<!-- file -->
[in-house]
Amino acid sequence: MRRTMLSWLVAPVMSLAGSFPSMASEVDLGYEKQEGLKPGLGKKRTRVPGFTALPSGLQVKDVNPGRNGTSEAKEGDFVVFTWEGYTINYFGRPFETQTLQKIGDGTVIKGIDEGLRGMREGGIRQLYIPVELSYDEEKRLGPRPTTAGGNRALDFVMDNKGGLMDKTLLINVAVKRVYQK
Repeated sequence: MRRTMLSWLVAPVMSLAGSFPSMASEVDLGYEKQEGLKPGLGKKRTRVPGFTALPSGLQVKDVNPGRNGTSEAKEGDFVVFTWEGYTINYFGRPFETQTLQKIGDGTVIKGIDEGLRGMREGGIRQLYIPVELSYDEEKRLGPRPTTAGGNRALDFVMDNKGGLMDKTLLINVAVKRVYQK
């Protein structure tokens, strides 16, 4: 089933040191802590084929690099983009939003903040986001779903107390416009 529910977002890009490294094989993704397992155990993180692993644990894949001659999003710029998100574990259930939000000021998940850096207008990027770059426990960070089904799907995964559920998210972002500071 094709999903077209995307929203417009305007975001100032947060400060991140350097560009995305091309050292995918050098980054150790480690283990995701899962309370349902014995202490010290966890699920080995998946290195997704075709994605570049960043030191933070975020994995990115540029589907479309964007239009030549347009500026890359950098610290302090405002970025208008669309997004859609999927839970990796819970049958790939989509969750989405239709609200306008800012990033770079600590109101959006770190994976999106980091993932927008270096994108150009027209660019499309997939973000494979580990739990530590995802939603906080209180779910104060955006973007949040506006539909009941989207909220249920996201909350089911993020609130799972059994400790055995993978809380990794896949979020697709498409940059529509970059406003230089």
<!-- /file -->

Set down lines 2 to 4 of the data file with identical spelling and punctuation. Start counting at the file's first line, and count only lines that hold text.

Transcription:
Amino acid sequence: MRRTMLSWLVAPVMSLAGSFPSMASEVDLGYEKQEGLKPGLGKKRTRVPGFTALPSGLQVKDVNPGRNGTSEAKEGDFVVFTWEGYTINYFGRPFETQTLQKIGDGTVIKGIDEGLRGMREGGIRQLYIPVELSYDEEKRLGPRPTTAGGNRALDFVMDNKGGLMDKTLLINVAVKRVYQK
Repeated sequence: MRRTMLSWLVAPVMSLAGSFPSMASEVDLGYEKQEGLKPGLGKKRTRVPGFTALPSGLQVKDVNPGRNGTSEAKEGDFVVFTWEGYTINYFGRPFETQTLQKIGDGTVIKGIDEGLRGMREGGIRQLYIPVELSYDEEKRLGPRPTTAGGNRALDFVMDNKGGLMDKTLLINVAVKRVYQK
């Protein structure tokens, strides 16, 4: 089933040191802590084929690099983009939003903040986001779903107390416009 529910977002890009490294094989993704397992155990993180692993644990894949001659999003710029998100574990259930939000000021998940850096207008990027770059426990960070089904799907995964559920998210972002500071 094709999903077209995307929203417009305007975001100032947060400060991140350097560009995305091309050292995918050098980054150790480690283990995701899962309370349902014995202490010290966890699920080995998946290195997704075709994605570049960043030191933070975020994995990115540029589907479309964007239009030549347009500026890359950098610290302090405002970025208008669309997004859609999927839970990796819970049958790939989509969750989405239709609200306008800012990033770079600590109101959006770190994976999106980091993932927008270096994108150009027209660019499309997939973000494979580990739990530590995802939603906080209180779910104060955006973007949040506006539909009941989207909220249920996201909350089911993020609130799972059994400790055995993978809380990794896949979020697709498409940059529509970059406003230089």